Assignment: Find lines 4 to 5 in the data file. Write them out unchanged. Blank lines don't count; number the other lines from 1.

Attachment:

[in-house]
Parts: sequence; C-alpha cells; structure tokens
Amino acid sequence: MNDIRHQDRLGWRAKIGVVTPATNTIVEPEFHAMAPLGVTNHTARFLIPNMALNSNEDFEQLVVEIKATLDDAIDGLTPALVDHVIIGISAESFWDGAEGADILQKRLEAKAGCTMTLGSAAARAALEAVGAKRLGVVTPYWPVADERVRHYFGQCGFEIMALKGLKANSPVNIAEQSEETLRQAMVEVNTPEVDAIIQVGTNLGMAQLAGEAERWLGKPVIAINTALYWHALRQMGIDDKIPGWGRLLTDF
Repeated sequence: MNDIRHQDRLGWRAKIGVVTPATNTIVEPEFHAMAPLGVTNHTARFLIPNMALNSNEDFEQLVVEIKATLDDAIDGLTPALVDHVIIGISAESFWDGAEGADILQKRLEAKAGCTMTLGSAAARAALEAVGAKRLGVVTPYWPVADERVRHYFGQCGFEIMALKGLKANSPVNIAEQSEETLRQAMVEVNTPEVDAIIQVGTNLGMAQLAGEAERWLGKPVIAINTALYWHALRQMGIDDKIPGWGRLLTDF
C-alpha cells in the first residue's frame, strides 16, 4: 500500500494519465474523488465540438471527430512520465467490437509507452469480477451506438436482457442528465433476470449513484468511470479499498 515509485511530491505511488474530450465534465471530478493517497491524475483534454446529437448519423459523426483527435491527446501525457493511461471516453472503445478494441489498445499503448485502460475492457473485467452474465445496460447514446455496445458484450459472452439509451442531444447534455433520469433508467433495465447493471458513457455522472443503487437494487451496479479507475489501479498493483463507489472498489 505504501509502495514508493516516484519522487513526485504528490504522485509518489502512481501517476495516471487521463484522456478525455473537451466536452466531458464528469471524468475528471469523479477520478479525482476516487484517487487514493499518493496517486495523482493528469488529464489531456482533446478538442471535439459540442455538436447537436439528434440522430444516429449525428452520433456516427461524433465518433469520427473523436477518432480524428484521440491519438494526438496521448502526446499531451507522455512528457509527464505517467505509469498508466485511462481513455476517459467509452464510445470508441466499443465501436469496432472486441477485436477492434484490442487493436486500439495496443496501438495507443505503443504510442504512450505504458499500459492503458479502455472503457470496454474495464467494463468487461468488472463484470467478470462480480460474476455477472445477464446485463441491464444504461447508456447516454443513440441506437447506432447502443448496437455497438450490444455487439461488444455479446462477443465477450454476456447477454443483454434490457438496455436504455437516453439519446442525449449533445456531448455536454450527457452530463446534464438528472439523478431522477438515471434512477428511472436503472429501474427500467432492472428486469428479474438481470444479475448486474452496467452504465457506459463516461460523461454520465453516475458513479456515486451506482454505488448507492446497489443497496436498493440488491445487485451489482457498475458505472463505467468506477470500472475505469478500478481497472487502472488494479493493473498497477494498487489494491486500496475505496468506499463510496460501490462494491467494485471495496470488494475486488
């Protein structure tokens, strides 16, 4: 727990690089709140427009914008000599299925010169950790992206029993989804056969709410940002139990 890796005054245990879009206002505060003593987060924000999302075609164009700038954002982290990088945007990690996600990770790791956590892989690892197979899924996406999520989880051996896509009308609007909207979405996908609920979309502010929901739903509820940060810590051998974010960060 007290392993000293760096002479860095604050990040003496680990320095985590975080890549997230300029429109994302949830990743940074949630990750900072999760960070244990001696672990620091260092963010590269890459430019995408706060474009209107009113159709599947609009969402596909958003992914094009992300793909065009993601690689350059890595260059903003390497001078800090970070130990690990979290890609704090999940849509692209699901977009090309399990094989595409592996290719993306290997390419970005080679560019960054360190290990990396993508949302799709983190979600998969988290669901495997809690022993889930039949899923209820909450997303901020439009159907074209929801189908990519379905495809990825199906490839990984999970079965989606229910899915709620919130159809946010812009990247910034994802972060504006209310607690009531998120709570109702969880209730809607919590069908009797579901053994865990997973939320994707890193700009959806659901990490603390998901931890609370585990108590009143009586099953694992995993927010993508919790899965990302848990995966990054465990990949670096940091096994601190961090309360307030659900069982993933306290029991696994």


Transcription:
Repeated sequence: MNDIRHQDRLGWRAKIGVVTPATNTIVEPEFHAMAPLGVTNHTARFLIPNMALNSNEDFEQLVVEIKATLDDAIDGLTPALVDHVIIGISAESFWDGAEGADILQKRLEAKAGCTMTLGSAAARAALEAVGAKRLGVVTPYWPVADERVRHYFGQCGFEIMALKGLKANSPVNIAEQSEETLRQAMVEVNTPEVDAIIQVGTNLGMAQLAGEAERWLGKPVIAINTALYWHALRQMGIDDKIPGWGRLLTDF
C-alpha cells in the first residue's frame, strides 16, 4: 500500500494519465474523488465540438471527430512520465467490437509507452469480477451506438436482457442528465433476470449513484468511470479499498 515509485511530491505511488474530450465534465471530478493517497491524475483534454446529437448519423459523426483527435491527446501525457493511461471516453472503445478494441489498445499503448485502460475492457473485467452474465445496460447514446455496445458484450459472452439509451442531444447534455433520469433508467433495465447493471458513457455522472443503487437494487451496479479507475489501479498493483463507489472498489 505504501509502495514508493516516484519522487513526485504528490504522485509518489502512481501517476495516471487521463484522456478525455473537451466536452466531458464528469471524468475528471469523479477520478479525482476516487484517487487514493499518493496517486495523482493528469488529464489531456482533446478538442471535439459540442455538436447537436439528434440522430444516429449525428452520433456516427461524433465518433469520427473523436477518432480524428484521440491519438494526438496521448502526446499531451507522455512528457509527464505517467505509469498508466485511462481513455476517459467509452464510445470508441466499443465501436469496432472486441477485436477492434484490442487493436486500439495496443496501438495507443505503443504510442504512450505504458499500459492503458479502455472503457470496454474495464467494463468487461468488472463484470467478470462480480460474476455477472445477464446485463441491464444504461447508456447516454443513440441506437447506432447502443448496437455497438450490444455487439461488444455479446462477443465477450454476456447477454443483454434490457438496455436504455437516453439519446442525449449533445456531448455536454450527457452530463446534464438528472439523478431522477438515471434512477428511472436503472429501474427500467432492472428486469428479474438481470444479475448486474452496467452504465457506459463516461460523461454520465453516475458513479456515486451506482454505488448507492446497489443497496436498493440488491445487485451489482457498475458505472463505467468506477470500472475505469478500478481497472487502472488494479493493473498497477494498487489494491486500496475505496468506499463510496460501490462494491467494485471495496470488494475486488